I’ve always made resolutions — love the start of a new year, a new beginning, and a new mindset. When my boys were little, I remember all of us sitting at the kitchen table writing our lists of resolutions. What counts is not whether you stick to the resolutions or not, but that you took the time to set your intention for the coming year.
This year, I will focus on being thankful. I dug in the cupboard found a gallon jar, a blank label, and taaa daaa:
Here is my Thankfulness Jar for 2013!
My intention is to jot a note every single day for the things that make me thankful. Then we can spend a wonderful New Year’s Eve (12/31/13) opening the notes and reflecting on the year!
I’m not officially starting today, but here’s is the idea of thankfulness that sparked my making the jar. Recently our washing machine decided it had washed it’s last load, ate it’s last sock, and spun right off it’s axis. We hauled it in to be fixed, but alas, it would cost $400 to rebuild whatever was broken. I told my husband, “No, let’s just skip fixing it and go to the laundromat. I haven’t done that in YEARS! It will be fun.”
My husband and I usually compete to see who is the most efficient laundress. Who uses the least amount of washers, who uses the least amount of money, and who finishes first. Ya got to do something to make it fun. The visits to this little microcosm of our community are a good lesson in humility. Airing one’s dirty laundry in public is indeed a humbling experience. I am amazed at the amount of dog hair, I pack into that place. At home, my clothes don’t seem totally engulfed with dog hair. I do use a lint brush before leaving the house. Once inside the laundromat though, next to the white washers and under the bright lights, it’s enough hair to make a good sized ball of yarn!
After this morning’s visit to the laundromat, I am thankful that my dirty clothes were the ones covered in dog hair and not the ones that were hauled in that smelled like cat pee! Yikes ~ I really felt for that family. I am also VERY thankful for the wonderful lady who cleans the laundromat. It is always sparkly, clean. She works hard and always seems cheerful.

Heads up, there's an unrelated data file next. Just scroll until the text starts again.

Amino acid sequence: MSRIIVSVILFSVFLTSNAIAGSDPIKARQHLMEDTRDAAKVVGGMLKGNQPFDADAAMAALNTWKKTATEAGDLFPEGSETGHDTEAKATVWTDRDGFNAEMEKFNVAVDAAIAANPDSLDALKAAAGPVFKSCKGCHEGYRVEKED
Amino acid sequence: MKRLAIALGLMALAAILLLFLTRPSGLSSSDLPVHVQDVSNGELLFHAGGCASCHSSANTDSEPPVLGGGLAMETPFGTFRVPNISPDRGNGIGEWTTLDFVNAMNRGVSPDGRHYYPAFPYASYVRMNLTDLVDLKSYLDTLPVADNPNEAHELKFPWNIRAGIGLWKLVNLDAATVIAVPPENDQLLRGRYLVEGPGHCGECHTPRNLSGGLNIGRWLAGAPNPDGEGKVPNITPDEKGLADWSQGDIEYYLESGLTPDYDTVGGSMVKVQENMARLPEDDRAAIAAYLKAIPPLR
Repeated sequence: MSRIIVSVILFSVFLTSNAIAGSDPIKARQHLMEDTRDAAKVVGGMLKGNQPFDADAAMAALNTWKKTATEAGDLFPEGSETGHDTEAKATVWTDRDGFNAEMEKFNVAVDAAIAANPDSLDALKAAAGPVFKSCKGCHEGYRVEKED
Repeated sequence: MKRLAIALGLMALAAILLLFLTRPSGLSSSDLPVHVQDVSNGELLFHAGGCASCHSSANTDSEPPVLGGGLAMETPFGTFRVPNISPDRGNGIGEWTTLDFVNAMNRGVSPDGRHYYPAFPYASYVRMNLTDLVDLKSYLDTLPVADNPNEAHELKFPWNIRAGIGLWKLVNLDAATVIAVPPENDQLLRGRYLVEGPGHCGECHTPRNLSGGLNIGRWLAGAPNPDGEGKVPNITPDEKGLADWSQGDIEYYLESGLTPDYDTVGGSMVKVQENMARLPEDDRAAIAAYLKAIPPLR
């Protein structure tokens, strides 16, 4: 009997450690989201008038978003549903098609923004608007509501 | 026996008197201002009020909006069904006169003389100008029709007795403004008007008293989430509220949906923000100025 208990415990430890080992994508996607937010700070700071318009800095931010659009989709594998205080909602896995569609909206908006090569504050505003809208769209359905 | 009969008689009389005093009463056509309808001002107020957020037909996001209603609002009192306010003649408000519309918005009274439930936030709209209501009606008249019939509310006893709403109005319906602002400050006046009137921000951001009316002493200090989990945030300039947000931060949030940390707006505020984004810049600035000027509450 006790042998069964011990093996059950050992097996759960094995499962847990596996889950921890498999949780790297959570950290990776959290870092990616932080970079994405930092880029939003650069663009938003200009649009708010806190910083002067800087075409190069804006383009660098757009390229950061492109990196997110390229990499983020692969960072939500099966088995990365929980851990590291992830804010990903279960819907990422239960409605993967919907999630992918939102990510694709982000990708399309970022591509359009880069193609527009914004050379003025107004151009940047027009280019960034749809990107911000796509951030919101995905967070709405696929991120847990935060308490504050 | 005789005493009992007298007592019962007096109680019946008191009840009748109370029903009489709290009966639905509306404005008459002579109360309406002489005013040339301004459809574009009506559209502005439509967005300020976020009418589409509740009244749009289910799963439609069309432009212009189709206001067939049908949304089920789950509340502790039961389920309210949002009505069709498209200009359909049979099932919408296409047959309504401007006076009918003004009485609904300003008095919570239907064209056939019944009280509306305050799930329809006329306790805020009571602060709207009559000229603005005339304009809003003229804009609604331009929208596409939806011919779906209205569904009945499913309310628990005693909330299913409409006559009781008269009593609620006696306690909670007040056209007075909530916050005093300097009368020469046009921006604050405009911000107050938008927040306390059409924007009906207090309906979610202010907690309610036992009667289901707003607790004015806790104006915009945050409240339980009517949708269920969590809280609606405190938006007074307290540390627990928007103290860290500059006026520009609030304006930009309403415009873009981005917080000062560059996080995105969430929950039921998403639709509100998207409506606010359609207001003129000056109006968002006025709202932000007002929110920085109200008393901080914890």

Here’s to a 2013 filled with good intentions!
when the leaves drift silently from the trees? It was cold this morning and frosty. The perfect day for cleaning closets. But. . . if you have extreme ADD like me, then you find yourself caressing an unfinished quilt and wondering if just maybe today is the day that it becomes a FINISHED quilt.
It’s a quilt that you started at least five years ago. At the VERY least five years ago. The quilt was constructed with fabric that reminded you of your very brattiest Cairn Terrier, Pixie. Pixie is now nine years old, and she gets more bratty every day. The fabric is bright white and yellow daisies on a green splashed background. It’s happy, it’s sunny, and the whole entire quilt screams, “Pixie Dust!”
Pixie came to us in November 2006 from a breeding facility. She was only three years old then. She was scared, shy, and not potty trained. I drove to Portland one very rainy fall night to meet her foster mom who was coming from Spokane, WA. I had planned to foster two sister Cairn Terriers. One was pregnant. The plan was to whelp the puppies, and then find homes for the puppies and the adult dogs. Originally, I thought that I would keep one of the puppies, but that was before I met the tiny little sister dog. She was tiny, black and cute as could be. The pregnant dog was very outgoing and loving. She quickly curled into my lap and let me rub her tummy. I named her Hayden for her home town in Idaho. The little one sidled away, and curled herself into a ball on the dirty jeans that were crumpled on the floor. I looked at that little black face — a shy face, but her eyes held the impish grin of a Pixie. She became Pixie Dust — my very happy thought.
As the days of fostering unfolded into weeks and months, we whelped the puppies, fed Hayden, wormed puppies, wiped up pee, and cleaned up mounds of poop. Two foster sisters and five puppies later, my son told me the puppy room reminded him of something on “Hoarders.” It was hard, hard work. But when the puppies were weaned and 4 months old, we found homes for Hayden and ALL of her babies.
But. . . . that little, shy sister dog? She stayed. She had quietly, yet consistently dug her way into my heart. Pixie is all things dirt! She loves the woods, the sticks, the mud, the smells of the earth. She lives to play ball, dig huge excavation tunnels, and chase birds and squirrels. She is truly everything Cairn. She has a huge prey drive, and plucked one of my beloved Chickens in 10 minutes flat. Luckily then hen survived because Pixie doesn’t have many teeth nowadays, but Pixie is full of game and ferocious as any 11 pounder could be.
She is also gentle and kind. Pixie volunteers as a pet therapist. Although, I’m officially the volunteer, I do nothing. It’s all Pixie. She settles silently on the sick bed and snuggles into the one who needs her most. She lays perfectly still for minutes or hours whatever is needed. When I see her still and quiet like that, I wonder is this really the same grubby little dirt devil who keeps our yard vermin free?
Pixie makes me laugh –
What inspires your creative side?